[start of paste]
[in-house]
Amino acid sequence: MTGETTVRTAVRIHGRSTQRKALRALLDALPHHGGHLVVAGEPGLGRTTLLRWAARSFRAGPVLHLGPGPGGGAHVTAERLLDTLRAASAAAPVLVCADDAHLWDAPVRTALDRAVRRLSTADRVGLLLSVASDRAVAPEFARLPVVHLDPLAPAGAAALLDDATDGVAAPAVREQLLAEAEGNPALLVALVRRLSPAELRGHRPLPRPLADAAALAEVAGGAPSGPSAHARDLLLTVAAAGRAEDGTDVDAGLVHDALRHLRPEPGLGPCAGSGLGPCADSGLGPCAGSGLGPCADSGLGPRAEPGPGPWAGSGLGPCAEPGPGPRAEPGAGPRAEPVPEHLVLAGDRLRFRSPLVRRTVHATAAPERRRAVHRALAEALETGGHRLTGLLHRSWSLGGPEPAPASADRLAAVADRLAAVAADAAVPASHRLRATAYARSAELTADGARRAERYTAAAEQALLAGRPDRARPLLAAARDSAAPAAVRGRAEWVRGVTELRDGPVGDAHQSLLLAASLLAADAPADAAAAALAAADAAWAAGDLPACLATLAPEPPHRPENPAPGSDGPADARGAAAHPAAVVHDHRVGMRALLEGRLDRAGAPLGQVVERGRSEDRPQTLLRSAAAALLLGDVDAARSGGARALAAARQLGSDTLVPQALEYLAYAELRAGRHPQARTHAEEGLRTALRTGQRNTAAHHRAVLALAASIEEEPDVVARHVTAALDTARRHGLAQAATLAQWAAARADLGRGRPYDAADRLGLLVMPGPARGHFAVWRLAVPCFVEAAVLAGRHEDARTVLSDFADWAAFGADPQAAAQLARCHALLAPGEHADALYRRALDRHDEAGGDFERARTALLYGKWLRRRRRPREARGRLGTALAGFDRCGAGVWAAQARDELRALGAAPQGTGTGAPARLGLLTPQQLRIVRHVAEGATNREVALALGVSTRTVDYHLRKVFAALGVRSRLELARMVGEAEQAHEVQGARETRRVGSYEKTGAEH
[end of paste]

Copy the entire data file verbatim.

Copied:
[in-house]
Amino acid sequence: MTGETTVRTAVRIHGRSTQRKALRALLDALPHHGGHLVVAGEPGLGRTTLLRWAARSFRAGPVLHLGPGPGGGAHVTAERLLDTLRAASAAAPVLVCADDAHLWDAPVRTALDRAVRRLSTADRVGLLLSVASDRAVAPEFARLPVVHLDPLAPAGAAALLDDATDGVAAPAVREQLLAEAEGNPALLVALVRRLSPAELRGHRPLPRPLADAAALAEVAGGAPSGPSAHARDLLLTVAAAGRAEDGTDVDAGLVHDALRHLRPEPGLGPCAGSGLGPCADSGLGPCAGSGLGPCADSGLGPRAEPGPGPWAGSGLGPCAEPGPGPRAEPGAGPRAEPVPEHLVLAGDRLRFRSPLVRRTVHATAAPERRRAVHRALAEALETGGHRLTGLLHRSWSLGGPEPAPASADRLAAVADRLAAVAADAAVPASHRLRATAYARSAELTADGARRAERYTAAAEQALLAGRPDRARPLLAAARDSAAPAAVRGRAEWVRGVTELRDGPVGDAHQSLLLAASLLAADAPADAAAAALAAADAAWAAGDLPACLATLAPEPPHRPENPAPGSDGPADARGAAAHPAAVVHDHRVGMRALLEGRLDRAGAPLGQVVERGRSEDRPQTLLRSAAAALLLGDVDAARSGGARALAAARQLGSDTLVPQALEYLAYAELRAGRHPQARTHAEEGLRTALRTGQRNTAAHHRAVLALAASIEEEPDVVARHVTAALDTARRHGLAQAATLAQWAAARADLGRGRPYDAADRLGLLVMPGPARGHFAVWRLAVPCFVEAAVLAGRHEDARTVLSDFADWAAFGADPQAAAQLARCHALLAPGEHADALYRRALDRHDEAGGDFERARTALLYGKWLRRRRRPREARGRLGTALAGFDRCGAGVWAAQARDELRALGAAPQGTGTGAPARLGLLTPQQLRIVRHVAEGATNREVALALGVSTRTVDYHLRKVFAALGVRSRLELARMVGEAEQAHEVQGARETRRVGSYEKTGAEH